I regularly say, “who wants to be average anyway”? Usually, the answer is no one because average is broken. Average is purchasing things you can’t afford to impress people you don’t like.
So maybe that’s why I purchased Average is Over by Tyler Cowen? Maybe it was the fact that I’ve heard Malcolm Gladwell say that Cowen’s blog is one of the things he reads every morning?
I ask this question up front because I had no idea why I purchased this book within about 10 minutes of reading it. I couldn’t see why I would be interested in the ideas presented.
The premise of Cowen’s book is:
If you and your skills are a compliment to the computer, your wage and labor market prospects are likely to be cheery. If your skills do not complement the computer, you may want to address that mismatch. Ever more people are starting to fall on one side of the divide or the other. That’s why average is over.
What that means in practice is that the book comes across as pretty doom and gloom quickly. Most of the current workforce will be out of work. Unemployment will rise and rise. Computers will do this to us.
That is unless you have a very specific set of skills.
The ability to mix technical knowledge with solving real-world problems is key, not sheer number-crunching or programming for its own sake. Number-crunching skills will be turned over to the machines sooner or later.
It feels like there are some flaws here though. Cowen says that every job will need this and brings up the example of a Masseuse. This field will need to know how to use Google Adwords. Not just pay someone to do it for them, know how to do it themselves.
Here we have a flaw in his arguments. A masseuse needs to be good at delivering a great experience. An Adwords specialist needs to know how to help drive leads to that masseuse.
Why do we need an overlap according to Cowen?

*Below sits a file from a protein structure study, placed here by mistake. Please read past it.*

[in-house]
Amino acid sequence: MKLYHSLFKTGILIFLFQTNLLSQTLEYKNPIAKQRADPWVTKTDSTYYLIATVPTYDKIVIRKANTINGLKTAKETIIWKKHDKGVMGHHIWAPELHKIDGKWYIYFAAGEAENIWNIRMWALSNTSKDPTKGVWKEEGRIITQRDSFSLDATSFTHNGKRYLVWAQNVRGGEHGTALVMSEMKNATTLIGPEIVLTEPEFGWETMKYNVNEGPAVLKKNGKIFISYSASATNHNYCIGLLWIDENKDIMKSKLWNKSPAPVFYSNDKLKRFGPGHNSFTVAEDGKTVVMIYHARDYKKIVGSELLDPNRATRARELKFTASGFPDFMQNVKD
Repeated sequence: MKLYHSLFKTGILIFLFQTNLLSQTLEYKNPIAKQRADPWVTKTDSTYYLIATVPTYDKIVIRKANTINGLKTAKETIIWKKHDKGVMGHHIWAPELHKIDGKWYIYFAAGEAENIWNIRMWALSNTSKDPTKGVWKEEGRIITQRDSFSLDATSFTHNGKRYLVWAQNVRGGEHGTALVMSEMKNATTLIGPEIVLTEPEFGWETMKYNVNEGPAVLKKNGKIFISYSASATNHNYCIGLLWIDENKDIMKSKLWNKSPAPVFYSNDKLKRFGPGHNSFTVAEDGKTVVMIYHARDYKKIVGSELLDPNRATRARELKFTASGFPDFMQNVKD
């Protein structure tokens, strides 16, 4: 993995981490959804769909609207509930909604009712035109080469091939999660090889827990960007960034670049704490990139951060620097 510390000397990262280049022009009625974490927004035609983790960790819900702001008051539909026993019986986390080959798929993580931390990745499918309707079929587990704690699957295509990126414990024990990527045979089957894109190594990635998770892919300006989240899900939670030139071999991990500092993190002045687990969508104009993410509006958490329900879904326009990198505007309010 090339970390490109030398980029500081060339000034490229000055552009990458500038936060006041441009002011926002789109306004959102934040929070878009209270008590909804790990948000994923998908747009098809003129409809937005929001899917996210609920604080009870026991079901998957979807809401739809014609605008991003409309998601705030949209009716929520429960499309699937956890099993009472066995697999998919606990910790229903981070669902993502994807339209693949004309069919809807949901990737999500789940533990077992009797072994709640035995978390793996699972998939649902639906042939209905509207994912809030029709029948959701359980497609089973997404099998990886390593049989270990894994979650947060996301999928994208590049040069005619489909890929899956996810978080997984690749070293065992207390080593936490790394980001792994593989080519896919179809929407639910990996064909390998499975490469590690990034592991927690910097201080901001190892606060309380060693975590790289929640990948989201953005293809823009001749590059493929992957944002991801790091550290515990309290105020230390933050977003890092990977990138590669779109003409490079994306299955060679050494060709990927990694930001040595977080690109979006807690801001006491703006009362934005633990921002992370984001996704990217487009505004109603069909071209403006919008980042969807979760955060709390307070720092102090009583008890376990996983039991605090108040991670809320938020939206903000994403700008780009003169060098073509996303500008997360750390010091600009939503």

Another poor point or at least a depressing one is the fact that Cowen sees that we’ll have a huge swath of the economy driven by giving high earners, even more, ways to feel awesome about themselves.
At some point it is hard to sell more physical stuff to high earners, yet there is usually just a bit more room to make them feel better about themselves. Better about what they have achieved.
First, I think that he under estimates how much consumerism drives purchasing. There is always a new iDevice to purchase. There is always a new model of car…and on it goes.
Second, and maybe I’m just wrong here, that statement feels so…vapid. I hope it doesn’t come to that as you gain success. You need an army of service people around making your life even more awesome to confirm how awesome you are because you earn money.
In fact, if you think I’m wrong, please never read my stuff. Find somewhere else to hang out because we’re not friends.
A third flaw likely comes from the time this book was written in that a bunch of the examples are dated. Cowen cites the random stupid questions tech companies like Google used to ask you in a job interview.
Google found that these insane questions, and answering them well had no bearing on job performance. Where Cowen cites this type of knowledge as crucial, it’s not.
It’s clear: The world is demanding more in the way of credentials, more in the way of ability, and it is passing along most of the higher rewards to a relatively small cognitive elite.